I’ve been lucky enough in my relatively short life to see a good portion of the globe. From Seattle to Barcelona, Bangkok to Kathmandu, there has been one face to whom I’ve grown quite accustom – Che’Guevarra’s. In fact, I’m almost convinced that next to Ralph Lauren, he may be one of the greatest T-shirt salesmen of my time.
Though somewhat contradictorily, Che’ represents rebellion against inequality for a comfortable generation armed to the gills with debit cards and fashion sense. At ease with a caricature that’s been contextually removed from the horrors of the battlefield and made light like a diet soda, my generation is fond of rebels that don’t complicate our values… that don’t make us judge the worth of violence for utilitarian ends.
So what am I to make of Maoist Chairman Prachanda sitting only shoulders away? – A living, breathing revolutionary in the year 2007. Not revolutionary in the palatable Gandhi ‘peaceful resistance’ sense, but in the Mao Zedong ‘political power through the barrel of a gun’ sense. Sitting only several feet from me, he bears greater resemblance to a common businessman than someone who spent a decade in Nepal’s jungles leading the violent Communist rebellion against Nepal’s feudal system.
I must admit that the Communist bit sits a little tardy with me. A child of the Cold War, Communist ideology was something that threatened the foundation of civilization as I knew it. Communists were cold fascists that hated Christmas and pointed nuclear missiles at my backyard. But though by my calculation it’s a seriously fatal platform for Clinton/Obama 08, Communism is no longer the boogeyman I grew up with.
It’s the other part that’s unsettling me under the heat of this tent – violence. 13,000 people died in the 10-year insurgency, including scores of innocent women and children. The choices this man made behind those wire-rimmed glasses were accountable for many of these. Maoist rebels are said to have committed extortions, intimidations and murder of government officials. They are also said to have abducted numerous children to bolster their military.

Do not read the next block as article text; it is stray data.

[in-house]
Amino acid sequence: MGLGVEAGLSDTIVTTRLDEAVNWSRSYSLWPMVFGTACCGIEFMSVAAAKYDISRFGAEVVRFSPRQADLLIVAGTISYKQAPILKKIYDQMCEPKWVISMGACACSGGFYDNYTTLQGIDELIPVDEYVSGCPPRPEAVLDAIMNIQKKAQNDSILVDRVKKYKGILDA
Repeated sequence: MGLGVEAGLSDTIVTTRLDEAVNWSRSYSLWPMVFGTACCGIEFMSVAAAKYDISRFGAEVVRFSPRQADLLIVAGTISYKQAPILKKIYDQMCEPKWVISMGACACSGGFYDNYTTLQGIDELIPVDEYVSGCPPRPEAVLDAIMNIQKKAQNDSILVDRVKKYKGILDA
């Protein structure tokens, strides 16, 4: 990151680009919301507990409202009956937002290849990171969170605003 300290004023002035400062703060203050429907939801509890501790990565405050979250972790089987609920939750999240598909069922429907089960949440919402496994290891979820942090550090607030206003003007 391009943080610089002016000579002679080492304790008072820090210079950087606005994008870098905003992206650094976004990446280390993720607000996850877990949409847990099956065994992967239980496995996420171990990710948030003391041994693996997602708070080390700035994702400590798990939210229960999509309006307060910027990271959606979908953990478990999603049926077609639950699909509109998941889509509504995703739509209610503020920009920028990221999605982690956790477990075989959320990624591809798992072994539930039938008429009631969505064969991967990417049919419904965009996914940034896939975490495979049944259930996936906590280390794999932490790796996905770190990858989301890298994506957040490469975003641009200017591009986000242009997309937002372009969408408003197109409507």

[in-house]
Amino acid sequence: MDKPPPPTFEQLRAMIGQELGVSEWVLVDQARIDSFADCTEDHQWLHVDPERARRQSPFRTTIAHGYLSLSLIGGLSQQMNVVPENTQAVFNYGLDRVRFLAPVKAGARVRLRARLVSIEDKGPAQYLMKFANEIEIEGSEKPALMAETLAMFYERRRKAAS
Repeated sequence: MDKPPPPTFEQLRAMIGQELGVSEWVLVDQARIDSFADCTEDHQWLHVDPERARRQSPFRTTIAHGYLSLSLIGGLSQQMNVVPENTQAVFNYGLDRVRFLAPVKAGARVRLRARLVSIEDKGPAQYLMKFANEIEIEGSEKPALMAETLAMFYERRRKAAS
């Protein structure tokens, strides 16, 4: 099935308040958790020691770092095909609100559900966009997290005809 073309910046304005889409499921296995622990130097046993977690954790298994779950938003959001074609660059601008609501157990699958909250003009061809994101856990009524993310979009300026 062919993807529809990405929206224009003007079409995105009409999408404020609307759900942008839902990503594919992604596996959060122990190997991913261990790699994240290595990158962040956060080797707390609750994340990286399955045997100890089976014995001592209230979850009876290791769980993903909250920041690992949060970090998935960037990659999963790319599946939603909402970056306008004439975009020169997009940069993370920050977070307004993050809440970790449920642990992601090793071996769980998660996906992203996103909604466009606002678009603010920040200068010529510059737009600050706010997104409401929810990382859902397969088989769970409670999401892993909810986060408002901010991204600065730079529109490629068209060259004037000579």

I struggle to fathom what kind of circumstances inform the decisions made during war. What kind of suffering triggers violent reprisal? How is the worth of an innocent life measured against a party’s agenda? And how do civilian deaths ever become justified for a movement in the people’s name? I personally believe that there are extremely few instances when violence can achieve greater outcomes than peace. But perhaps someone would claim that’s merely a comfortable philosophy that my good fortune as a middle class American, isolated from the conflicts of the 21st Century, has allowed me to subscribe.
Speaking of America, Prachanda and the Maoist party remain on the US Government’s terrorist list. Recently departed US Envoy James Moriarty wouldn’t so much as refer to the Maoist Chairman as Prachanda (a battle name he took on during the revolution meaning ‘fierce one’). This would confer on Prachanda the respect of a warrior. Instead, Moriarty refers to him as Puspa Kamal Dahal – his less ferocious birth name which somewhat ironically means ‘lotus flower’.
Truth be told, I’d like to think of this man sitting near me as a flower… like a sanctimonious ideologue with a caricature suitable for a coffee mug. He is considered a great leader to many for the life he’s led and there’s no doubt he left more than a fingerprint on Nepali history. I would like to be able to remove him from the realities of violent conflict, and strip him from a history that both compels and confounds my judgment. But right now I’m simply unable.
Posted By Devin Greenleaf
Posted Jul 27th, 2007